Nov. 1 (Bloomberg) -- Corn futures advanced to the highest price in more than two years on speculation that the U.S. Department of Agriculture will lower its estimate of the nation’s harvest.
Corn for December delivery gained as much as 1.5 percent to $5.9075 a bushel, the highest price for the most-active contract on the Chicago Board of Trade since Aug. 29, 2008. It traded at $5.8725, up 0.9 percent at 11:47 a.m. London time.
Sixteen of 27 traders and analysts surveyed from Chicago to Tokyo on Oct. 29 said corn will climb this week, and 15 respondents said soybeans will advance. The USDA will issue its crop projections on Nov. 9.
“There’s uncertainty around the U.S. harvest,” Michael Pitts, commodity sales director at the National Australia Bank Ltd., said by phone from Sydney today.
The Dollar Index fell for a third day on speculation that the Federal Reserve will take more credit-easing measures amid signs of a weakening recovery in the world’s largest economy. A declining dollar makes supplies from the U.S. cheaper for holders of other currencies.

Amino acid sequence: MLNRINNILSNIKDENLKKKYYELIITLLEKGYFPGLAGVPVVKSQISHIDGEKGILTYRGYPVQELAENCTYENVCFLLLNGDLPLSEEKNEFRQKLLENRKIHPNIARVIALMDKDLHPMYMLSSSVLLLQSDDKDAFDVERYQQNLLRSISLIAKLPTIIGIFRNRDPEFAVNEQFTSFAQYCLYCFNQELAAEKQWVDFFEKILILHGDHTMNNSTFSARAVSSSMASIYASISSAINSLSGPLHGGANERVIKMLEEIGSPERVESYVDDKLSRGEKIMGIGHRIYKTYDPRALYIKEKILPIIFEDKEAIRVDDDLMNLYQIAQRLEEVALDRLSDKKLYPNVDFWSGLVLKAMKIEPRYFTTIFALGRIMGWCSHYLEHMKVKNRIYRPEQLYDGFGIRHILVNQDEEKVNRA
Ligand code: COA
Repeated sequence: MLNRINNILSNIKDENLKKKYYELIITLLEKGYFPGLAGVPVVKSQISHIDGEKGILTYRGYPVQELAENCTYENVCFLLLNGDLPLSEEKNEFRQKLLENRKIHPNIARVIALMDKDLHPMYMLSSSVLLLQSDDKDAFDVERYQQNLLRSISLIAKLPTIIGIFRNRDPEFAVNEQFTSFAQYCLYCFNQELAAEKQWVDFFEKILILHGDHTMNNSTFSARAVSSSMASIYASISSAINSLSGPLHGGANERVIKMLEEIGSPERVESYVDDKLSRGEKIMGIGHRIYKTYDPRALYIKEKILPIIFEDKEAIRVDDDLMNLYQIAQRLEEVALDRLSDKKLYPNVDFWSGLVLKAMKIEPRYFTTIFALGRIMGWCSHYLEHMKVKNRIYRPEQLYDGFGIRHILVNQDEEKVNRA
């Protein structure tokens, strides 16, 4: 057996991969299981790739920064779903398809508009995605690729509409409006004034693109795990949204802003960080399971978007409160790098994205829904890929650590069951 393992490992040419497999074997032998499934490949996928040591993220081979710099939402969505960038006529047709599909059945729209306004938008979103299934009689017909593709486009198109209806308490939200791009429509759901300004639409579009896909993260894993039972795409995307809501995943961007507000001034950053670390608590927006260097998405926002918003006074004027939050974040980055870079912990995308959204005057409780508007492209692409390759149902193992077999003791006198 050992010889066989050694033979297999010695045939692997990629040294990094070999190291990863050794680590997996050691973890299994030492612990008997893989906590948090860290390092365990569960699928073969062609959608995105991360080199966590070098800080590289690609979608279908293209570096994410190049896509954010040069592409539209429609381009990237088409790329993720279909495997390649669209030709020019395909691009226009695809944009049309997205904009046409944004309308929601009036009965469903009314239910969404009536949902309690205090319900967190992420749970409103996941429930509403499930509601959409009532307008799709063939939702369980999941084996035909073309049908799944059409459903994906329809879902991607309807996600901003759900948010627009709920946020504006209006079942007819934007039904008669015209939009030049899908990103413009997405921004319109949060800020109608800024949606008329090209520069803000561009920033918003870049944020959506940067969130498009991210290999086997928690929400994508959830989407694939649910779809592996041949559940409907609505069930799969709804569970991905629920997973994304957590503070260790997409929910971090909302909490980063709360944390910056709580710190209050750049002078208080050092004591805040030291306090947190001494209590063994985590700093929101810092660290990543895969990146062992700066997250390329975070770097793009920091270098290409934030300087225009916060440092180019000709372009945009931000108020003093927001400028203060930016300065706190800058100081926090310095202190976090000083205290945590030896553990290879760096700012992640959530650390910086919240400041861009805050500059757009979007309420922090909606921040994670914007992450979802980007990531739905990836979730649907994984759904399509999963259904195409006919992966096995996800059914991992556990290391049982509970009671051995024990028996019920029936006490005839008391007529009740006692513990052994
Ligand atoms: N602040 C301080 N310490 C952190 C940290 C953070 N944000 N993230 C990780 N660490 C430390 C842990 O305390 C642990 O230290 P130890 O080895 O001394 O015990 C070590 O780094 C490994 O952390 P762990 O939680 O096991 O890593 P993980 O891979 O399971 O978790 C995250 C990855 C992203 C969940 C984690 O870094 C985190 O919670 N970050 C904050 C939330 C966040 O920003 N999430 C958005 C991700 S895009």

Soybeans for January delivery added as much as 0.8 percent to $12.4625 a bushel in Chicago, before trading at $12.405 a bushel in Chicago. Wheat for December delivery increased by as much as 1.5 percent to $7.28 a bushel before trading at $7.225. Milling wheat futures on NYSE Liffe gained 0.2 percent to 225.5 euros ($314.66) a metric ton.
Rains are needed in some U.S. wheat-growing areas to support crop development, Telvent DTN Inc. said in a report dated Oct. 29.
“We’re looking at the forecast in the U.S. and what that means for the crop,” Pitts said. Dry weather may cause “a more adverse growing situation.” he said.
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